Trends in all-cause mortality among people with diagnosed diabetes: a multi-country analysis of aggregate data from 21 million deaths in diabetes in high-income settings

Dianna J Magliano*, Lei Chen, Bendix Carstensen, Edward W Gregg, Meda E Pavkov, Agus Salim , Linda J Andes , Ran Balicer, Marta Baviera, Juliana C. N. Chan, Yiling J Cheng , Helene Gardiner, Hanne L Gulseth , Romualdas Gurevicius , Kyoung Hwa Ha, György Jermendy, Dae Jung Kim, Zoltán Kiss, Maya Leventer-Roberts , Chun-Yi LinAndrea O Y Luk, Stefan Ma, Manel Mata-Cases, Didac Mauricio, Gregory A Nichols, Santa Pildava , Avi Porath , Stephanie Read, Cynthia Robitaille , Maria Carla Roncaglioni, Paz Lopez-Doriga Ruiz, Kang-Ling Wang, Sarah H Wild, Naama Yekutiel, Jonathan E Shaw

*Corresponding author for this work

Research output: Contribution to journalArticlepeer-review

Abstract / Description of output

Background Population-level trends in mortality among people with diabetes are inadequately described. Using a multicountry analysis, we aimed to examine the magnitude and trends in excess mortality related to diabetes.
Methods We collected data from 1995-2016 on all-cause mortality in people with diagnosed diabetes from 19 data sources in 16 jurisdictions. Data were from administrative sources, health insurance records, registries and a health-survey. Excess mortality was estimated as the standardised mortality ratio (SMR).
Findings There were 21 million deaths during 0.5 billion person-years among people with diagnosed diabetes. Seventeen of nineteen data sources showed declines in the age- and sex-standardised mortality rates in people with diabetes, with an annual percentage change in mortality ranging from -4.2% to -0.5%. The largest declines in mortality were observed in East and South East Asia (Hong Kong, South Korea, Taiwan, Singapore). Mortality decreased over time at all ages in most countries, with a suggestion in some countries that the rate of decrease may have been greater at younger ages. Among the 17 data sources with declining mortality among persons with diabetes, we found a significant SMR increase in 5, no significant SMR change in 4, and a significant SMR decrease in 8 jurisdictions.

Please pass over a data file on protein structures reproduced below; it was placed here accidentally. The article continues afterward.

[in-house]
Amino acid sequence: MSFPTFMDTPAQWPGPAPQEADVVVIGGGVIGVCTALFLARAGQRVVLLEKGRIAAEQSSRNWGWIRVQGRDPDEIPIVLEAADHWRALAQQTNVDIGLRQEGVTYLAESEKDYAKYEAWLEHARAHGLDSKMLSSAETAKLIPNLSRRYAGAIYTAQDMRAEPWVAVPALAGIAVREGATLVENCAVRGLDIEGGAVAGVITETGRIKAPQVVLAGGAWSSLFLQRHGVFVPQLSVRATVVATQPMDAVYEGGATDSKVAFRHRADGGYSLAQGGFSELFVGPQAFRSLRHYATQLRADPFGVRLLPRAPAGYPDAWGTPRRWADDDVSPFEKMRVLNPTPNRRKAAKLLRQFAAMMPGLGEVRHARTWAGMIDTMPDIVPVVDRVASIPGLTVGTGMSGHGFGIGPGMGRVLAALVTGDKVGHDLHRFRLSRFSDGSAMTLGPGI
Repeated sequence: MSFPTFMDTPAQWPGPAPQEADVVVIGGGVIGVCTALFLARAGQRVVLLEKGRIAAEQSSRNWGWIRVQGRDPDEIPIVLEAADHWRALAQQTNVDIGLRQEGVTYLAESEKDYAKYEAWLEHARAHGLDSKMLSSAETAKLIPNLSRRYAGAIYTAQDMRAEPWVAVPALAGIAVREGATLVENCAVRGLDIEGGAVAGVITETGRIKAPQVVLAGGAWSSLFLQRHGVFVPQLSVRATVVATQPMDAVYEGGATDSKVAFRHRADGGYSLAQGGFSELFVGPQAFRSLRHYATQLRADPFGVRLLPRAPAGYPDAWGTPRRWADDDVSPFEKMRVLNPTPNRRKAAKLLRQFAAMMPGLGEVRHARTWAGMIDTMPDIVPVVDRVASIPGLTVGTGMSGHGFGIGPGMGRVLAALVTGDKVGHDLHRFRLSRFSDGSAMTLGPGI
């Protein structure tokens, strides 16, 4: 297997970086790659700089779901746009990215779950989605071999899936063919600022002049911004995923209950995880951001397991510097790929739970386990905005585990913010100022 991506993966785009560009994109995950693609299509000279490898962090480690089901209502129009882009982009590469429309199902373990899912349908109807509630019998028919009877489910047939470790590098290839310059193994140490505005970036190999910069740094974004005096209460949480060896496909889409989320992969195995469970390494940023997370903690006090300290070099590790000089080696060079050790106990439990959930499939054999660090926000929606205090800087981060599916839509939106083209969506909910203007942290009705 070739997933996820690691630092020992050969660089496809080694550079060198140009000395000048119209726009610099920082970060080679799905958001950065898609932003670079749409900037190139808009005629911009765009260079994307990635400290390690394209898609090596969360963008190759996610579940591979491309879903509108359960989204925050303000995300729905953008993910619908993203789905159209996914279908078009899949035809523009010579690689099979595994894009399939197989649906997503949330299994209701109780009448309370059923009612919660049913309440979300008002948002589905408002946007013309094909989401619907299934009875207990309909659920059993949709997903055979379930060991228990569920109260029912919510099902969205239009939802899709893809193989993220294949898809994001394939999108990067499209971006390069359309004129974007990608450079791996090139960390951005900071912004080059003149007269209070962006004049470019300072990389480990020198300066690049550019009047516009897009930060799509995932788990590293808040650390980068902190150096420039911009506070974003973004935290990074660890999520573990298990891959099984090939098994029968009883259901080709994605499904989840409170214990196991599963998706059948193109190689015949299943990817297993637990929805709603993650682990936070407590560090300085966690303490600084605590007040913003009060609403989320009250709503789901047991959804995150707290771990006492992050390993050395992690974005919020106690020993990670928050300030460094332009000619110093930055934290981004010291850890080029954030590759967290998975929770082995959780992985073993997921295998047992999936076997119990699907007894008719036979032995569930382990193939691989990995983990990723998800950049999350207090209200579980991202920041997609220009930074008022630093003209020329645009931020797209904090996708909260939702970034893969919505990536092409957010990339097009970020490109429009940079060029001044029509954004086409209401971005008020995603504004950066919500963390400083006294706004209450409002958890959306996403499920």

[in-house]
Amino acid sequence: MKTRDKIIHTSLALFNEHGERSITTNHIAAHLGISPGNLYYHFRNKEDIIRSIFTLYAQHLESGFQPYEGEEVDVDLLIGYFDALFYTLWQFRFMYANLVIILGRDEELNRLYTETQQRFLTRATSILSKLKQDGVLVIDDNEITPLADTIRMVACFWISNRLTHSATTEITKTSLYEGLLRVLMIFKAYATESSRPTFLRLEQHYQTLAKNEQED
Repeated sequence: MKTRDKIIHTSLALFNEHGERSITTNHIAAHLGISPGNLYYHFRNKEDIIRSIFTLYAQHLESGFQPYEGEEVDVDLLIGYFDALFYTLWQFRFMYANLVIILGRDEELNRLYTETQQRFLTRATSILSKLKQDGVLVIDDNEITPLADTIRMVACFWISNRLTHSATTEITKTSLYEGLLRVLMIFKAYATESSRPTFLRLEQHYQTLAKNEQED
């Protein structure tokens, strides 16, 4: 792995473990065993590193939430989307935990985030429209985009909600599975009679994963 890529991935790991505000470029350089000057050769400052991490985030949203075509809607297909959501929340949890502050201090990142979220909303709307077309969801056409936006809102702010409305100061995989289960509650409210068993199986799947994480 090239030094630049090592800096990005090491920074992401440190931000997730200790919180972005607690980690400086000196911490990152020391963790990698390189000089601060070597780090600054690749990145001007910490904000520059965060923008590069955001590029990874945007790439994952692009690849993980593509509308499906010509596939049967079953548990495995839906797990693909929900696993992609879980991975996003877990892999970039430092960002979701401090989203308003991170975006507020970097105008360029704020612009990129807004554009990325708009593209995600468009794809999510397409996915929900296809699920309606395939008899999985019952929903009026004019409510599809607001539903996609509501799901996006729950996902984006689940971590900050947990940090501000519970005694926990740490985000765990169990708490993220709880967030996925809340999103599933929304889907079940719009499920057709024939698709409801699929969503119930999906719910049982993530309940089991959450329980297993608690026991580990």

Interpretation and funding All-cause mortality in diabetes has declined in most of the high-income countries we assessed. In nearly 50% of the datasets analysed, mortality decreased more rapidly in people with diabetes than in those without diabetes. Further longevity gains will require continued improvement in prevention and management of diabetes.

Funding: This work was funded by the US Centers for Disease Control and Prevention, Diabetes Australia Research Program, and Victoria State Government Operational Infrastructure Support Program.
Original languageEnglish
Pages (from-to)112-119
JournalThe Lancet Diabetes & Endocrinology
Volume10
Issue number2
Early online date10 Jan 2022
DOIs
Publication statusPublished - 1 Feb 2022

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